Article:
The Evolution of the

R E A L  N U M B E R S

8

# MEASUREMENT:GEOMETRY AND ARITHMETIC

WHATEVER IS CONTINUOUS we call a magnitude.  Some of the magnitudes of geometry are length, area, and volume (or solid). Some of the magnitudes of physics are speed, force, and time. A magnitude is what we measure rather than count.  That is the difference between a magnitude and a natural number.

Problem 1.

a)  6 pencils could be divided into which parts?

Halves, thirds, and sixths. Pencils are discrete.

b)  6 meters could be divided into which parts?

Any parts. Meters are continuous.

Geometry Geometry is the study of figures.  A square is a figure.  A circle and a cube are figures.  A figure is whatever has a boundary.  The boundary of a plane (flat) figure is the magnitude length.  (We do not mean length as opposed to width.  The sides of a square are lengths.  The circumference of a circle is a length.)  The space enclosed by the boundary of a plane figure -- the figure itself -- is area.  Length and area are different kinds of magnitudes.

Problem 2.   What kind of a magnitude -- length, area, or volume (solid)  -- is each of the following?

a)  A plane figure, such as a circle.   Area

b)  The boundary of a plane figure.   Length

 c)   A side of a triangle.    Length d)    A cube.    Volume

e)  The boundary -- the faces -- of a cube.   Area

f)  The edge of a cube.   Length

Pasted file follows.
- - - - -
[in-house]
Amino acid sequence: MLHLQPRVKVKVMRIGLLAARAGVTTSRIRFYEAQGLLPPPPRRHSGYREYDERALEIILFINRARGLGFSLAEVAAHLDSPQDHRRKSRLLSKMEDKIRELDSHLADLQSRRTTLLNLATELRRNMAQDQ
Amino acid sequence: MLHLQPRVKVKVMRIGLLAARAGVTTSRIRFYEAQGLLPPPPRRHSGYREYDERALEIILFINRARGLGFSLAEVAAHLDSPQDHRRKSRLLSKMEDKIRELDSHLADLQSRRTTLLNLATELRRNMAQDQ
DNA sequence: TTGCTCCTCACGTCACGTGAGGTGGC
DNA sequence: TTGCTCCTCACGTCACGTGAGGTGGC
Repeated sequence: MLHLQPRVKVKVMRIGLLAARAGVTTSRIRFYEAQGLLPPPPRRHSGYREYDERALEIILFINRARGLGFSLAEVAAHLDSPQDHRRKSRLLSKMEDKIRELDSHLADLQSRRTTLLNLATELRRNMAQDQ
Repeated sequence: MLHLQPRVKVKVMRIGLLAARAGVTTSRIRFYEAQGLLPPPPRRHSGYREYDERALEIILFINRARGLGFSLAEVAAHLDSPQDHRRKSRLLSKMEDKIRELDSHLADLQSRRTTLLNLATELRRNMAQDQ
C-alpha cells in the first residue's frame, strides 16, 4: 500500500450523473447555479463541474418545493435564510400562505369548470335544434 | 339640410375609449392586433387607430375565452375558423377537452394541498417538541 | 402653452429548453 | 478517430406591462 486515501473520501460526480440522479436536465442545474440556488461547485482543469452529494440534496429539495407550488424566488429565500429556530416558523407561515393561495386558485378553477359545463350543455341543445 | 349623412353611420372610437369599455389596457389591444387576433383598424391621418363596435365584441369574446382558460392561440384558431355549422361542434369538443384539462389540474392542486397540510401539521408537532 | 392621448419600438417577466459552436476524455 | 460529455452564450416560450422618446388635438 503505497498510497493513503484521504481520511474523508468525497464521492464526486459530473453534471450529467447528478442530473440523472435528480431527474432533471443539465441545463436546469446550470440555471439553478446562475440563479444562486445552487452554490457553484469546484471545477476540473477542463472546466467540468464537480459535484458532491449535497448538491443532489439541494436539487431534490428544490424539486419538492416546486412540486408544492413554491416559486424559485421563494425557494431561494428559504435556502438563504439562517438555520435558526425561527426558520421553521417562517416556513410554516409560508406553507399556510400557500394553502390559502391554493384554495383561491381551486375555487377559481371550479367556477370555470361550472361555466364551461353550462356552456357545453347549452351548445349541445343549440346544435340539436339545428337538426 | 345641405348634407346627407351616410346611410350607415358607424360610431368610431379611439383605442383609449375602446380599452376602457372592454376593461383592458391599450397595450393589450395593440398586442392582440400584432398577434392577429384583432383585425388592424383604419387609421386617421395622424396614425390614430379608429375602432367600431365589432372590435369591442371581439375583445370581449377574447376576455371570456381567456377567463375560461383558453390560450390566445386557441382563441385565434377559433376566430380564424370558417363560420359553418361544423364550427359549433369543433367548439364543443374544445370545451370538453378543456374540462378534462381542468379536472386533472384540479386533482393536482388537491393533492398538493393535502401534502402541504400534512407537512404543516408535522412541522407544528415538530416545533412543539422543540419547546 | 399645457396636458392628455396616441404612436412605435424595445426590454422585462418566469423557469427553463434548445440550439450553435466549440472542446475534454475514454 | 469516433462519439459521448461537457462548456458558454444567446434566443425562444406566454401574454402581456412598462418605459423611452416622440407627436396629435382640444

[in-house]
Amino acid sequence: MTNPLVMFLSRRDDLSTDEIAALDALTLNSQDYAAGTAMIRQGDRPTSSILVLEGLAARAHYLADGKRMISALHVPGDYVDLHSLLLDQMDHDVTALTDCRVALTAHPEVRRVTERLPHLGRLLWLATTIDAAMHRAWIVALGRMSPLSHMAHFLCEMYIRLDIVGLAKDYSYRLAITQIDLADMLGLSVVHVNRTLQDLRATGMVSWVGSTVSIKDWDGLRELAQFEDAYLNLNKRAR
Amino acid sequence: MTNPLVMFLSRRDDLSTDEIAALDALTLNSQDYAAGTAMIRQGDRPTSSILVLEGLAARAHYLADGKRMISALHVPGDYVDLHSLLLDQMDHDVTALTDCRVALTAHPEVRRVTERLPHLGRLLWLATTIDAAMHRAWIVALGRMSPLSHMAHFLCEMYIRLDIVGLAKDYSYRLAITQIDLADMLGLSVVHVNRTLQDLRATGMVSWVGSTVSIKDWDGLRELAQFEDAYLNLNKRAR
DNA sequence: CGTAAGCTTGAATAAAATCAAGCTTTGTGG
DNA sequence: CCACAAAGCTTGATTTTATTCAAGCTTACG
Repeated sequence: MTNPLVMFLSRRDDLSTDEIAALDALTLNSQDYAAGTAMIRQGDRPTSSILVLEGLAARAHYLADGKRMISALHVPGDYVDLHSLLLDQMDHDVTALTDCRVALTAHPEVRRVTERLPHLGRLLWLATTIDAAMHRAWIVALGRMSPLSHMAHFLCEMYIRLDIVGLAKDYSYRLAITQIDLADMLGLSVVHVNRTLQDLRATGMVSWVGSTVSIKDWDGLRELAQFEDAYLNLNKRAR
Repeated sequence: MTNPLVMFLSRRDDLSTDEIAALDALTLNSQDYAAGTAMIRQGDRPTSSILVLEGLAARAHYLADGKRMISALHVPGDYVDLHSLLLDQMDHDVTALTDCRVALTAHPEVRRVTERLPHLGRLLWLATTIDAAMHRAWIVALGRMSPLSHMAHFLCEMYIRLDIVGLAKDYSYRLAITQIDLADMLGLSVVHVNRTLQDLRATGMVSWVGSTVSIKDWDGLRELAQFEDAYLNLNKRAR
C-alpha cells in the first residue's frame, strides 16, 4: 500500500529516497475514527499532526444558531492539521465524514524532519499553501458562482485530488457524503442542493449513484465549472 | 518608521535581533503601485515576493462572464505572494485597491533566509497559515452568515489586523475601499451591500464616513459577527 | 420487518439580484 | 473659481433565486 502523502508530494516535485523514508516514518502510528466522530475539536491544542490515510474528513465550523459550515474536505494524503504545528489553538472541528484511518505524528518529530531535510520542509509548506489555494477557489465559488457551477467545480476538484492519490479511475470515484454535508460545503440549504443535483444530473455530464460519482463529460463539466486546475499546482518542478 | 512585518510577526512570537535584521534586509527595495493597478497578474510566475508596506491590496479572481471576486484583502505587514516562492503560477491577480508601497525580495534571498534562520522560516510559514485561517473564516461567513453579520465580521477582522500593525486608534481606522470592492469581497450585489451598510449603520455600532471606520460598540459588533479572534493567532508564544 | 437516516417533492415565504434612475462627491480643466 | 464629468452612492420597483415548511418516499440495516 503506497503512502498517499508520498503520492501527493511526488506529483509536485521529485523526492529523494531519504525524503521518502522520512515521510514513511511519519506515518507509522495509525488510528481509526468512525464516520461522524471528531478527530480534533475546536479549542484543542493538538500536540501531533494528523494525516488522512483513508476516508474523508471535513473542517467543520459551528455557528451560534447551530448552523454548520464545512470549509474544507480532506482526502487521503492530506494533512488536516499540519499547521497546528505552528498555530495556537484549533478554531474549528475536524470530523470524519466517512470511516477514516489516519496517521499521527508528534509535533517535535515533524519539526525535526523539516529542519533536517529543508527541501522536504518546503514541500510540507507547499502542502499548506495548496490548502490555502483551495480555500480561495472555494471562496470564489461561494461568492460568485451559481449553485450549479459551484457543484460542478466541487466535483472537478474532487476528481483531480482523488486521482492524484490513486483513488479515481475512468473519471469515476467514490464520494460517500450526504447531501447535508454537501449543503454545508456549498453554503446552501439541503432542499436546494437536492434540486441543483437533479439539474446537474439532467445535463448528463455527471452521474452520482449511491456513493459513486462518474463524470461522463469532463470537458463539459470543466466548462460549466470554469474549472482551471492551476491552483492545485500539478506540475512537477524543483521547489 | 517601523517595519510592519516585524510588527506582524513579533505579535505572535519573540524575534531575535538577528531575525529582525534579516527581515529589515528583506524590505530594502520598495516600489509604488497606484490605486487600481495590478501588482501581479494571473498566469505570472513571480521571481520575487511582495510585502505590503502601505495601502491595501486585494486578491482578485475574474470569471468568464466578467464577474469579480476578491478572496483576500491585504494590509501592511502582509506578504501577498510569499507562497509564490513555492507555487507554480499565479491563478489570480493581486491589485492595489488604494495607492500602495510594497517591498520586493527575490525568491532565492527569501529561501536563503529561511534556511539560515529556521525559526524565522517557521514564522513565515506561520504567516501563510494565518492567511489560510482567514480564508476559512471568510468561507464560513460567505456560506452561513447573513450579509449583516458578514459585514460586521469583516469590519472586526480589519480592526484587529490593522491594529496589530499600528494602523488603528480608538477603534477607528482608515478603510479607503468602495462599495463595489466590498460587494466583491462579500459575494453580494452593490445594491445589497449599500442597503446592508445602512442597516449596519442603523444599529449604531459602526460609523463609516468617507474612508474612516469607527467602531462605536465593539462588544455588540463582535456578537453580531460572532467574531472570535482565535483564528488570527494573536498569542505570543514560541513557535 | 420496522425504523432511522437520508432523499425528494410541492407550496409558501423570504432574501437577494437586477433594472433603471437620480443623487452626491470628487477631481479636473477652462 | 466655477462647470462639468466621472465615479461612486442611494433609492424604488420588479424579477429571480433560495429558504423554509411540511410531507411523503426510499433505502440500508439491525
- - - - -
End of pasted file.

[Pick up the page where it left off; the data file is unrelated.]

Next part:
g)   A triangle.    Area h)   A pyramid.    Volume i)   A sphere.   Volume j)   The surface of a sphere.    Area

k)   The equator of a sphere.   Length

Measurement

There is one number, clearly, that must be associated with these strokes: But is there one number that must be associated with this length, as its measure?

No.  It will depend on the unit of measure.  For if we measure in inches, we will get one number, while if we measure in meters, we will get another.  Unlike counting, measurements are not absolute.

How do we "measure" AB?  We take a unit of measure -- 1 inch, 1 meter, 1 mile -- and then name the ratio of AB to that unit. Every measurement implies a ratio to the unit of measure. Every measurement implies a proportion.

A magnitude is to the unit magnitude (of the same kind) as
A number is to 1.

For if we say that AB is 3 meters, that means

AB : 1 meter = 3 : 1.

Problem 3.   What proportion is implied by each of the following?

a)  The length L is 5 miles.

a)   L : 1 mile = 5 : 1

b)  The length L is 7.62 cm.

b)   L : 1 cm = 7.62 : 1

c)  The weight W is 5½ pounds.

c)   W : 1 pound = 5½ : 1

d)  The area A is 2.71 square meters.

d)   A : 1 square meter = 2.71 : 1

e)  The volume V is .035 cubic centimeters.

e)   V : 1 cc = .035 : 1

Problem 4.   In the previous problem, each measurement is a rational number of units.  Therefore, express each ratio as a ratio of natural numbers (Lesson 7.).

a)  The length L is 5 miles.   5 : 1

b)  The length L is 7.62 cm.

b)   7.62 : 1 = 762 : 100

c)  The weight W is 5½ pounds.

c)   5½ : 1 = 11/2 : 1 = 11 : 2

d)  The area A is 2.7 square meters.

d)   2.7 : 1 = 27 : 10

e)  The volume V is .035 cc.

e)   .035 : 1 = 35 : 1000

Problem 5.

 a) What is "the ratio of two natural numbers;" that is, what is the relationship that natural numbers have to one another? One number is either a multiple of another, a part of it, or parts of it.
 b) Do you expect that magnitudes (of the same kind) will have the same ratio as two natural numbers? Do you? c) In particular, if 1 centimeter is the unit of length, do you expect that every length will be a rational number of centimeters? Do you? Next Topic:  Common measure

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